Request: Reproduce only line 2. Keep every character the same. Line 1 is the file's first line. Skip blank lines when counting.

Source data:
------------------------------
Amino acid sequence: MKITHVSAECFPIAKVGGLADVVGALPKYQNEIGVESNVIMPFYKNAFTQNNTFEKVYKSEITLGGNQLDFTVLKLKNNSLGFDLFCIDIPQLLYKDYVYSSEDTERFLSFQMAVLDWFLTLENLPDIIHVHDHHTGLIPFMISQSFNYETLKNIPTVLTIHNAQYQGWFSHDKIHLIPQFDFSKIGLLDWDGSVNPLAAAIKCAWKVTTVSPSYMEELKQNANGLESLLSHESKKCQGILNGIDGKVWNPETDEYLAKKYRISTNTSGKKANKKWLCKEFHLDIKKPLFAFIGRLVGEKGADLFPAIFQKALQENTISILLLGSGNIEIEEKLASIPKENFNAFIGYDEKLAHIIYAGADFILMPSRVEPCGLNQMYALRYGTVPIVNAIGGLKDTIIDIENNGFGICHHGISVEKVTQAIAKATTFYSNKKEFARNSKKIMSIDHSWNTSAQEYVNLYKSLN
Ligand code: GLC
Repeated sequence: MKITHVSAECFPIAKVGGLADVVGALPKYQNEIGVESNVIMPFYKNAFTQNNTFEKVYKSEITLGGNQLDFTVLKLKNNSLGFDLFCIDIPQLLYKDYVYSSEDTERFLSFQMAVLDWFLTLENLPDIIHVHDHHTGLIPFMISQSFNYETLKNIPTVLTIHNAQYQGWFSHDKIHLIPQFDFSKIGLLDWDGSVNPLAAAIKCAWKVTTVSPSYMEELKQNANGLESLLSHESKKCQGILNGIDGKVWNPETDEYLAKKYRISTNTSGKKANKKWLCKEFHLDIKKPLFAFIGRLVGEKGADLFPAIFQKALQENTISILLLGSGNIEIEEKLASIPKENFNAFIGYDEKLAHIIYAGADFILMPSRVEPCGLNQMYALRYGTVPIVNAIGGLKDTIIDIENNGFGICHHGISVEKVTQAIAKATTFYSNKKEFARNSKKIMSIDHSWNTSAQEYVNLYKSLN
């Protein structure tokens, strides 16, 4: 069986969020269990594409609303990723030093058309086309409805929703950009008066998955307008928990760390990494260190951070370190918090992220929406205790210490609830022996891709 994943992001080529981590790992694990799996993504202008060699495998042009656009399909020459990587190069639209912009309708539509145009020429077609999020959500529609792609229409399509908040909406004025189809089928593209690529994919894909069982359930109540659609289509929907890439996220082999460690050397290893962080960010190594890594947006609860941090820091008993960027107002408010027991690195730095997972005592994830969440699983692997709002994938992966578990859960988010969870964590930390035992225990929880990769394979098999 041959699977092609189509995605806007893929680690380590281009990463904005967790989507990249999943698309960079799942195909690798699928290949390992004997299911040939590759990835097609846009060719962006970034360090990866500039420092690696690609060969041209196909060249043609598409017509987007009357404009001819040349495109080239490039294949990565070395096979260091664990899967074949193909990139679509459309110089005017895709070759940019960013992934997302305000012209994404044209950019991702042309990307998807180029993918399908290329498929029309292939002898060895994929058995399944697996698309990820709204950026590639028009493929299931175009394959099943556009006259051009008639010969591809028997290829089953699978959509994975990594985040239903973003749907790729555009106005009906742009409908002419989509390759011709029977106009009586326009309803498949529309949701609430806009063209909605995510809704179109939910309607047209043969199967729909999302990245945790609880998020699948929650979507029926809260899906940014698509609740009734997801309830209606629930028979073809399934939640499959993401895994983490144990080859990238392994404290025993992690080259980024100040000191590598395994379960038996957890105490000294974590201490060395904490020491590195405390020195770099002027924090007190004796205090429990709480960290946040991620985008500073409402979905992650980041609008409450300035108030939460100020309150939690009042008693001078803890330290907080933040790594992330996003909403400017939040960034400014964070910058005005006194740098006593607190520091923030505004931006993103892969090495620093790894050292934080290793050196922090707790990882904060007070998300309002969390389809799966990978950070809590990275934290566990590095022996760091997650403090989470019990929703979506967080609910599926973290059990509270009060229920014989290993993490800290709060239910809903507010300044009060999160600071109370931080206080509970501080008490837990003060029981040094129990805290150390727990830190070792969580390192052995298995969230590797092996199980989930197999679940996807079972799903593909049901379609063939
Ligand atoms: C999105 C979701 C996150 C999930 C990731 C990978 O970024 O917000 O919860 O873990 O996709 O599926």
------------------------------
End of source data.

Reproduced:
Ligand code: GLC